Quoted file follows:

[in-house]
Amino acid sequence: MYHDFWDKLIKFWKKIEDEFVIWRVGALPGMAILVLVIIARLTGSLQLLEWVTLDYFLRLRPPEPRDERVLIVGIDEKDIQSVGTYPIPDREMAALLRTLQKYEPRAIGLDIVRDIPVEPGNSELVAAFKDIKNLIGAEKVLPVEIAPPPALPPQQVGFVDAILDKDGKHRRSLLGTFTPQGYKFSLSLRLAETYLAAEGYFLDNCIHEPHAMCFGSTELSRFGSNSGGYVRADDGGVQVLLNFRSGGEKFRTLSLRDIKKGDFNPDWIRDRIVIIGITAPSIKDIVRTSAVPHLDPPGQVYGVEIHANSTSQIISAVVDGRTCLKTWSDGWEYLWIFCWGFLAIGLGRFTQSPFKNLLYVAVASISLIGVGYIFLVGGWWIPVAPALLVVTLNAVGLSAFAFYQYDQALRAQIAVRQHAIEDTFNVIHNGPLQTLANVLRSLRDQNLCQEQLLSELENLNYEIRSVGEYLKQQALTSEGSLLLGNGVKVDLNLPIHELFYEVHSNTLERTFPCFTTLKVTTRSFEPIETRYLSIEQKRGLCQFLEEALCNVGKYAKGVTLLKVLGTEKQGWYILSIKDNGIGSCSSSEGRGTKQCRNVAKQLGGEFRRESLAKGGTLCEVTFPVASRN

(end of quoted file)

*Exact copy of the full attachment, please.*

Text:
[in-house]
Amino acid sequence: MYHDFWDKLIKFWKKIEDEFVIWRVGALPGMAILVLVIIARLTGSLQLLEWVTLDYFLRLRPPEPRDERVLIVGIDEKDIQSVGTYPIPDREMAALLRTLQKYEPRAIGLDIVRDIPVEPGNSELVAAFKDIKNLIGAEKVLPVEIAPPPALPPQQVGFVDAILDKDGKHRRSLLGTFTPQGYKFSLSLRLAETYLAAEGYFLDNCIHEPHAMCFGSTELSRFGSNSGGYVRADDGGVQVLLNFRSGGEKFRTLSLRDIKKGDFNPDWIRDRIVIIGITAPSIKDIVRTSAVPHLDPPGQVYGVEIHANSTSQIISAVVDGRTCLKTWSDGWEYLWIFCWGFLAIGLGRFTQSPFKNLLYVAVASISLIGVGYIFLVGGWWIPVAPALLVVTLNAVGLSAFAFYQYDQALRAQIAVRQHAIEDTFNVIHNGPLQTLANVLRSLRDQNLCQEQLLSELENLNYEIRSVGEYLKQQALTSEGSLLLGNGVKVDLNLPIHELFYEVHSNTLERTFPCFTTLKVTTRSFEPIETRYLSIEQKRGLCQFLEEALCNVGKYAKGVTLLKVLGTEKQGWYILSIKDNGIGSCSSSEGRGTKQCRNVAKQLGGEFRRESLAKGGTLCEVTFPVASRN